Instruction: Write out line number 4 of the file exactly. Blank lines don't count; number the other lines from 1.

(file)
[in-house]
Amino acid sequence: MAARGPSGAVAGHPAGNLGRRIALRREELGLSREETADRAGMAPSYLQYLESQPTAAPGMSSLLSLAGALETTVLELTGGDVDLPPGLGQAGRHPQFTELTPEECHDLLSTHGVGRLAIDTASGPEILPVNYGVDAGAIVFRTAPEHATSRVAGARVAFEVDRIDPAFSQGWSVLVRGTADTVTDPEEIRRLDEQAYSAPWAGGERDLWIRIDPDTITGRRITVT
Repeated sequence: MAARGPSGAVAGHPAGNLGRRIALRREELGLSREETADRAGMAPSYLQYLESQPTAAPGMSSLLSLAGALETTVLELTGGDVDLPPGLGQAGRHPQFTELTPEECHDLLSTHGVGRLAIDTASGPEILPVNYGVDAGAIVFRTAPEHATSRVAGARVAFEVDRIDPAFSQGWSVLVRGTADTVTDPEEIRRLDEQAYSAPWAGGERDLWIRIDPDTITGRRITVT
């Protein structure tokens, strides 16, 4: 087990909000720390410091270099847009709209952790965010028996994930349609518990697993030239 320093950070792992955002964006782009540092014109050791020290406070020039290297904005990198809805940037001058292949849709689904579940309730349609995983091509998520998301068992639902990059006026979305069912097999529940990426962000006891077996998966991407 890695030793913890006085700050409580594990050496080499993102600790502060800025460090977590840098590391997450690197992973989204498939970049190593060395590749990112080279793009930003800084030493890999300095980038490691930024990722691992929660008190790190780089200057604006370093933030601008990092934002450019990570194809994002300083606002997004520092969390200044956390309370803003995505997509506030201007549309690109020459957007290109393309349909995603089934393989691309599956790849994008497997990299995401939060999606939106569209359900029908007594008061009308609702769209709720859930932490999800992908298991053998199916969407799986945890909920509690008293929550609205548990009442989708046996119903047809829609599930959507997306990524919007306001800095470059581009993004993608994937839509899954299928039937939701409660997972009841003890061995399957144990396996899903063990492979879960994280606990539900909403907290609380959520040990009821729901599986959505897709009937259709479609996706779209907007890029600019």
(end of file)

């Protein structure tokens, strides 16, 4: 087990909000720390410091270099847009709209952790965010028996994930349609518990697993030239 320093950070792992955002964006782009540092014109050791020290406070020039290297904005990198809805940037001058292949849709689904579940309730349609995983091509998520998301068992639902990059006026979305069912097999529940990426962000006891077996998966991407 890695030793913890006085700050409580594990050496080499993102600790502060800025460090977590840098590391997450690197992973989204498939970049190593060395590749990112080279793009930003800084030493890999300095980038490691930024990722691992929660008190790190780089200057604006370093933030601008990092934002450019990570194809994002300083606002997004520092969390200044956390309370803003995505997509506030201007549309690109020459957007290109393309349909995603089934393989691309599956790849994008497997990299995401939060999606939106569209359900029908007594008061009308609702769209709720859930932490999800992908298991053998199916969407799986945890909920509690008293929550609205548990009442989708046996119903047809829609599930959507997306990524919007306001800095470059581009993004993608994937839509899954299928039937939701409660997972009841003890061995399957144990396996899903063990492979879960994280606990539900909403907290609380959520040990009821729901599986959505897709009937259709479609996706779209907007890029600019």